Another source of "lost" monsters by Gygax is in the module B2 The Keep on the Borderlands. The irony here is that B2 perhaps had the largest print run of any TSR module. However, while B2 was written specifically for Holmes Basic, it has some non-standard monsters that are not found in the Blue Book Monster List. Unlike most other TSR modules, these monsters were not presented in a special section in the back of the module and thus tend to be forgotten. One of these is the zombie guards who were "once 3rd level fighters", found in the anteroom to the Chambers of the Evil Priest in the Caves of Chaos.
     Here is a standardized adaptation for Holmes Basic or OD&D:

Warrior Zombie 

Move: 120 feet/turn
Hit Dice: 2+1 hit point or more
Armor Class: variable
Treasure Type: nil
Alignment: neutral
Attacks: 1
Damage: 1-8 hit points

     The animated corpses of fighting men, often commanded by an evil priest. Hit dice is equal to the former fighter level plus 1 hit point, with a minimum of 2+1. Their armor class depends on the type worn. Thus a warrior zombie created from the corpse of a third level fighter and wearing plate mail and shield would have a hit dice of 3+1 and an armor class of 2. Being stronger and faster than regular zombies, they get one attack per round and strike  for 1-8 points of damage, generally with a weapon.
     They can be turned by clerics in a manner dependent on hit dice. A warrior zombie with 2+1 hit dice is turned as a regular zombie, one with 3+1 hit dice is turned as a ghoul, one with 4+1 hit dice is turned as a wight, and so forth. They otherwise conform to standard zombies.

Image from the Lost Minis Wiki

Wednesday, October 12, 2011

Iron Skeletons of Grusyin

Adapted from Andreas Vesalius's De humani corporis fabrica (1543), pg 163

     Most of Gygax's monster creations are well-known from being compiled in the various AD&D hardcover beastiaries. There are, however, a few "lost" Gygaxian monsters that appeared only in one or another obscure product. Such as the Aurotyugh, a relative of the Otyugh that mimics a pile of gold and is described only in the sample encounters in Dungeon Geomorphs: Set Two - Caves & Caverns (1976). Or the Iron Skeletons of Grusyin, found only in the AD&D-lite board game in the 1979 AD&D Coloring Album. Below is an adaptation of these skeletons for Holmes Basic (or OD&D).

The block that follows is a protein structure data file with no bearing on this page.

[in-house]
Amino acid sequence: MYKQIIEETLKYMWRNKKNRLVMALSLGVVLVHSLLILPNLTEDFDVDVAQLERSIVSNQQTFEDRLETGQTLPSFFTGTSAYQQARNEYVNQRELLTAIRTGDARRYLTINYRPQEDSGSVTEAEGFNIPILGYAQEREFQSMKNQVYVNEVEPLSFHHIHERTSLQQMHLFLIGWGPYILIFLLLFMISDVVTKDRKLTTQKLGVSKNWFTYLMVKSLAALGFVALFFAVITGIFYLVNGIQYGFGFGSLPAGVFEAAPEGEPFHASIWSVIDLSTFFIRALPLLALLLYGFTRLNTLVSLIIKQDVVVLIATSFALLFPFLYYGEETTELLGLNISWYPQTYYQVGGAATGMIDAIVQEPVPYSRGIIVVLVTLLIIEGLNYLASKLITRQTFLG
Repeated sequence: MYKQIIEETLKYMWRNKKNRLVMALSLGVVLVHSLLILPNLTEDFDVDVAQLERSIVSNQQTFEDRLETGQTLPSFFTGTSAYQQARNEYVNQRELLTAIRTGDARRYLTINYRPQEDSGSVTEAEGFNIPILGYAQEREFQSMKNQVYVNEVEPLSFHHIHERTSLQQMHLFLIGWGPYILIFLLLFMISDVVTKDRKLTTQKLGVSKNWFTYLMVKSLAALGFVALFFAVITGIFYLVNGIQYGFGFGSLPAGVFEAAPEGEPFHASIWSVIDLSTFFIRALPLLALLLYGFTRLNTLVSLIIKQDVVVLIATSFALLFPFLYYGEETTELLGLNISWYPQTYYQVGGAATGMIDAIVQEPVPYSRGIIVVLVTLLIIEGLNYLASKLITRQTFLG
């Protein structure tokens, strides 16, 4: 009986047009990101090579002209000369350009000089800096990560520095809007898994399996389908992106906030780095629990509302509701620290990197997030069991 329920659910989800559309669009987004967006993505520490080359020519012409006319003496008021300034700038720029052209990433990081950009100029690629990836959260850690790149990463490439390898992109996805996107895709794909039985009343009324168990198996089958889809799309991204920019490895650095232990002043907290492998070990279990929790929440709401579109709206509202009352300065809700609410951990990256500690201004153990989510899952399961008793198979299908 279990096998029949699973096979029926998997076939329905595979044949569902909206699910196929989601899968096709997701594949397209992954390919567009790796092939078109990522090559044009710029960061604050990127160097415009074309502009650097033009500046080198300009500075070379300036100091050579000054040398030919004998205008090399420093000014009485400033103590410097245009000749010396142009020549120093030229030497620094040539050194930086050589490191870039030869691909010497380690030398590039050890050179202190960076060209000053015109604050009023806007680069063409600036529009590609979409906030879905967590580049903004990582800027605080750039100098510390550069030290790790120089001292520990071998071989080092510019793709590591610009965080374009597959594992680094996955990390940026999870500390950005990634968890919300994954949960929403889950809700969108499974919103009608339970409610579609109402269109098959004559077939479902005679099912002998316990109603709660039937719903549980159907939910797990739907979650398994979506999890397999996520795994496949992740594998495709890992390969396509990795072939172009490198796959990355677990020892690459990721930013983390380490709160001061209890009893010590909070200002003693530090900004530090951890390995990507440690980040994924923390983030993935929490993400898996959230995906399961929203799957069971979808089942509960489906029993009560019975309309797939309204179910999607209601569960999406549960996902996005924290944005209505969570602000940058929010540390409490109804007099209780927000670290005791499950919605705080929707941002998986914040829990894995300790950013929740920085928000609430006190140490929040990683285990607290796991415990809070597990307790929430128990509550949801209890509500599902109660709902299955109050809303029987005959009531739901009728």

Iron Skeleton

Move: 60 feet/turn
Hit Dice: 1
Armor Class: 0
Treasure Type: F
Alignment: neutral
Attacks: 1
Damage: 1-8

     Wrought iron skeletons first forged by the mad wizard Grusyin in the distant past. Certain sorcerers have re-discovered the difficult process of creation and use them as guards, sometimes in false crypts hiding treasure. Occasionally one "bone" of the skeleton is a key to open a lock to the treasure. They appear as grey but otherwise ordinary skeletons wielding a weapon or tool of iron.
     Being minor golems they are not turned by clerics, but like the undead they are unaffected by sleep or charm spells. The low armor class reflects the difficulty in damaging the metal bones. 

(Notes: In the Coloring Album game the Skeletons can take only 1 "Hit" but are the most difficult monster to hit, beyond even the Xorn, which has an AC of -2 in AD&D. No monster in Holmes has an AC below 2, so I placed the AC at 0. In Holmes Basic skeletons only have 1/2 HD and AC8, so the iron skeletons are much tougher. For AD&D, you might use an AC of -3, and possibly a higher HD).

Tuesday, October 11, 2011

Adventures in the Dungeon

Adventures in the Dungeon is a mini-boardgame by Gary Gygax included in the 1979 Official Advanced Dungeons & Dragons Coloring Album (published by Troubadour Press in conjunction with TSR; art by Greg Irons). The game uses the board shown above, which is found in the center of the coloring book. As I wrote previously, the map on this board is re-drawn from the Sample Dungeon map in the Blue Book.